Dropping the F-Bomb: the latest new trap tech

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Meet the F-Bomb: the latest predator trap invention. Lightweight, simple and easy to use, is it the key for the wider public to get into trapping?

Two volunteers in the forest.
Tama Blackburn from Waitara Taiao and Māia Gibbs from Taranaki Kiwi Trust in the bush with the F-bomb. Image credit: Rewild

The next time you’re taking a walk through the bush, listen closely. Amidst the wind whistling through the native trees, the birdsong and the babbling of a nearby stream, you might soon hear an F-Bomb.

A trap on the ground in a forest.
The F-Bomb is lighter than the traditional wooden DOC traps. Image credit: Rewild

One of the latest in a new generation of predator traps, Rewild’s ‘F-Bomb’ builds on the success and dependability of the near-ubiquitous DOC 200 and DOC 250 traps set throughout the motu.

The Taranaki-based company recently marked the achievement of meeting the National Animal Welfare Advisory Committee (NAWAC) guideline for ferrets, stoats and Norway rats and expects to pass the test for ship rats shortly. Meeting the standard means the F-Bomb can dispatch those predators consistently and humanely, minimising their suffering.

Rewild founder and director Nick Jones says the journey to get NAWAC approval was lengthy and sometimes challenging. But it made for a better end product.

“It’s a really robust test, and it certainly aids in making your trap much better – improving the performance, the reliability, and the predictability of the trap,” Nick says.

It took around 13 tries to pass the NAWAC approval for ferrets.

“It was a lot of learning and [mistakes] along the way, but that’s part of product development,” the industrial designer says. “I’m very okay with being in that space of not knowing what your result’s gonna be and iterating your way to a solution.”

The origins of the F-bomb actually began around 15 years ago.

Nick was involved in trapping and noticed some of the devices’ “rudimentary” nature. As an industrial and product designer, he says he thought about how to take what had been successful – the DOC 200 and DOC 250 traps – and improve on it.

“It was really around how to make a better mousetrap,” he says.

The F-Bomb is lighter than the traditional wooden DOC traps, and it’s safe to service and set without any specialist training.

Nick believes introducing the F-Bomb into a broader ecosystem of traps and other tools is the key to reaching the country’s predator free goals. He says creating a trap that’s simple and easy to use can make it more accessible for the wider public to play their part in conservation.

“There’s a whole cohort who want to be involved in conservation. One of those barriers is actually the operation of dangerous devices and people aren’t really technically competent or physically capable of doing it.

“So it’s really just breaking down one of those barriers to participation and conservation outcomes,” Nick says.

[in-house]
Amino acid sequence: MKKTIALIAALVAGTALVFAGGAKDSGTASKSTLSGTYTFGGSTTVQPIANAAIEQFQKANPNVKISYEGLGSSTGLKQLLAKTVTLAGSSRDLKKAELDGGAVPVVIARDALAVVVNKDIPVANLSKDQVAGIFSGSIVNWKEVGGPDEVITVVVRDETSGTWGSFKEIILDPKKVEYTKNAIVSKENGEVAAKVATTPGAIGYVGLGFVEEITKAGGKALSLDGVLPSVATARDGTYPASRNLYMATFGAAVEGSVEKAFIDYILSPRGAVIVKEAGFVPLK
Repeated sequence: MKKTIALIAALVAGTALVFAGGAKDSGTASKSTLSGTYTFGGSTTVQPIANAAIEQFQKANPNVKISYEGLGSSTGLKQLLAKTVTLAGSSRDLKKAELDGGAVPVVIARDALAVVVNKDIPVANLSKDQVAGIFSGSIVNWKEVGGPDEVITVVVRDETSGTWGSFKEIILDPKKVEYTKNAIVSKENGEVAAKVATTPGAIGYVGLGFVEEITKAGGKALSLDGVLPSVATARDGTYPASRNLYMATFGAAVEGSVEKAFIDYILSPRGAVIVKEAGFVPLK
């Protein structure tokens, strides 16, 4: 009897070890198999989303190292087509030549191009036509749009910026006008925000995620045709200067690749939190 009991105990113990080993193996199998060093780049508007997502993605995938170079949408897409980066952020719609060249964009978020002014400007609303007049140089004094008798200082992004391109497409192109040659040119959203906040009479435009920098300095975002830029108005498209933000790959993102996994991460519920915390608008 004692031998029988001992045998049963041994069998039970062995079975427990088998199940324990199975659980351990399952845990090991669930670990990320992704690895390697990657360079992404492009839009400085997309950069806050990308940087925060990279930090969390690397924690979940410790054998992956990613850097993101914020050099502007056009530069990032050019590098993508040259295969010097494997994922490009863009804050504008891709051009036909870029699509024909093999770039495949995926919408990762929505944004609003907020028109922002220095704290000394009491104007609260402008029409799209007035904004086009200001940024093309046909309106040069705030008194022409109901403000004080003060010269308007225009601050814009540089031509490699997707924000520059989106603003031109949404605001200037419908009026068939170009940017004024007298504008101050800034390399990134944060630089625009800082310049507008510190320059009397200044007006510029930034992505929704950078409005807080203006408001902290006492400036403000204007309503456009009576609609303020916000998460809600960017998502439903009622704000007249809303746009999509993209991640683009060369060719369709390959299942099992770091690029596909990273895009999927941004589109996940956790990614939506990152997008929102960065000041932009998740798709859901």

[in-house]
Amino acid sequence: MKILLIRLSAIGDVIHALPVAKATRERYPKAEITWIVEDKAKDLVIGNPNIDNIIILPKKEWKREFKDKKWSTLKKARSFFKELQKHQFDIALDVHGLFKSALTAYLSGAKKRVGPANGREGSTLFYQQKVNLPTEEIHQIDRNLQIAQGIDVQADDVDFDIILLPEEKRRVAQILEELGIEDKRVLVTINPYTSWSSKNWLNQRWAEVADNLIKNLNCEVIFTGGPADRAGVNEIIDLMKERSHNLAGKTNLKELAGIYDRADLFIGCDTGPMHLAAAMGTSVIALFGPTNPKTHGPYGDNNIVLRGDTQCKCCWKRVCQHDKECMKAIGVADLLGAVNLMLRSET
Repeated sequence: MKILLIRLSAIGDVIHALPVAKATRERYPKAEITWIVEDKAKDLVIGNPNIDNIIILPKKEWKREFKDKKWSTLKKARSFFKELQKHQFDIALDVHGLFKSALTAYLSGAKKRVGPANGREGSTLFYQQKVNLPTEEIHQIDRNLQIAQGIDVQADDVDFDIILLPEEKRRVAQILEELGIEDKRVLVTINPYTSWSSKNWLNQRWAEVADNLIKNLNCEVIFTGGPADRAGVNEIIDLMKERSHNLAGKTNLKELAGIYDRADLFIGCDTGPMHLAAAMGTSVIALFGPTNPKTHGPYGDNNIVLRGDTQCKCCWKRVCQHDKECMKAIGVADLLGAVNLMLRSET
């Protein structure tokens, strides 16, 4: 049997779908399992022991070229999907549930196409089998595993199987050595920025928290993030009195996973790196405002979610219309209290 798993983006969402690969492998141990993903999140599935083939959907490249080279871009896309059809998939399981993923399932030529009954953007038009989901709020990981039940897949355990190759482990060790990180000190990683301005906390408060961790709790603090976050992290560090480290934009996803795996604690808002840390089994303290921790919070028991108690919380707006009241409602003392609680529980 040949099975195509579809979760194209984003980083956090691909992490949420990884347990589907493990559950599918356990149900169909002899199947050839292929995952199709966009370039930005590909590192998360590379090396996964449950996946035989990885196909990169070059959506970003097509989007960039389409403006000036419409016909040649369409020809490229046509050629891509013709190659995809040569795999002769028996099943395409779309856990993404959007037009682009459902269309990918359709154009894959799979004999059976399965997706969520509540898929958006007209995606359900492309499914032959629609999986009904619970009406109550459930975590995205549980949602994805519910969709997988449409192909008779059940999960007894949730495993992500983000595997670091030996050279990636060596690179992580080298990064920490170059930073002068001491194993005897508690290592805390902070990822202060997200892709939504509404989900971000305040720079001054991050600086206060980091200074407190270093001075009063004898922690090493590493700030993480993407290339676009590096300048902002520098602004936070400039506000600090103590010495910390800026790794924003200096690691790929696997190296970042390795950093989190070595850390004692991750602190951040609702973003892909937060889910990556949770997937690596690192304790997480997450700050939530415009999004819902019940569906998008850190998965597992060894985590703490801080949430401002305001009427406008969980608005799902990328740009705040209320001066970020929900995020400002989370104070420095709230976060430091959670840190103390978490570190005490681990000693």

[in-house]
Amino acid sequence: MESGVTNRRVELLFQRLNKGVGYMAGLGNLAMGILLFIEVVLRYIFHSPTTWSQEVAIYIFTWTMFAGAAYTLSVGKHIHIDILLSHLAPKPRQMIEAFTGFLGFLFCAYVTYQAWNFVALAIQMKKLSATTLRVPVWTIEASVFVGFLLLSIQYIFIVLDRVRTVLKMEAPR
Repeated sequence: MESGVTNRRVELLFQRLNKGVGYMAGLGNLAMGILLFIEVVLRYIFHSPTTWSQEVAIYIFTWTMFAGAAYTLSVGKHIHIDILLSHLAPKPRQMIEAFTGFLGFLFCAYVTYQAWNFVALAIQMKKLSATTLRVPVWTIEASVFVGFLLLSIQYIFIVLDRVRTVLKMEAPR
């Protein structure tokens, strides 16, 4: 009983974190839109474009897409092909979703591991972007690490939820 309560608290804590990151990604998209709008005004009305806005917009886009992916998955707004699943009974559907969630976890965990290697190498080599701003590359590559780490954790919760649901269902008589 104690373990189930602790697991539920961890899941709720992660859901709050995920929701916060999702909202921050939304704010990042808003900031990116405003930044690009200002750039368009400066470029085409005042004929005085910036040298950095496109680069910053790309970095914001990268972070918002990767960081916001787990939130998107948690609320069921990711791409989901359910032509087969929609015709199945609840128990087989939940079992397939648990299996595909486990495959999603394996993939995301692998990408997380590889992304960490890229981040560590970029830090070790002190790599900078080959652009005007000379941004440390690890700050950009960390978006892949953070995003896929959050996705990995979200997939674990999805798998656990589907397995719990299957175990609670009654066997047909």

He says one day he’d love for anyone walking by a sprung trap in the bush to be able to clear and reset it, ready for the next predator.

Like all tools, trappers need to be conscious of tools accidentally affecting non-target species like native birds. Caution needs to be taken and risks identified for the native species in your area interacting with the trap.

Made locally, trapped nationally

Norway rat. Image credit Ngā Manu.
Norway rat. Image credit: Ngā Manu

It was in a small, nondescript building in the Taranaki town of Inglewood, that the name for the F-Bomb was first dropped.

As part of quality assurance testing, the trap was set up on an automated rig so the team could better understand how many times it could be set off during its lifecycle.

“We ran like 5000 cycles on a production unit here and just kept dry firing it all day. It just sat in the corner and ran day in, and day out. People would come and go and, on more than one occasion, we’d be standing there talking away and the thing would go off a few metres away.

“People would be like ‘f***, what’s that?’ And we just started laughing,” Nick recalls.

The name stuck.

What’s also stuck is the desire to keep manufacturing the F-Bomb locally.

Despite the challenges of domestic manufacturing and the allure of potentially cheaper production in Asia, Nick says there are benefits to staying local, including shorter supply chains, no shipping delays, better quality control, and local job creation.

“I’d like to produce them cheaper, but at the price we’re producing, for now, it’s marginal. It’s certainly not some great bloody cash machine.”

The small team is close to producing its 500th unit. Following a significant investment into the plant, equipment and research and development, it has an initial goal of making the business financially sustainable. Longer term, Nick says he’d like to re-invest any surplus into future innovation and improvements.

“Anyone who’s developed a mature product will tell you that you start with a product, but they evolve with the market and over time and as you learn about those products when they’re in the field – they get better and better over time.

“We’d all be driving around in 1970s Corollas if products didn’t get better and better every time,” Nick laughs.

True to his product designer roots, Nick has already identified and implemented improvements to the F-Bomb.

“There’s always room for evolution.”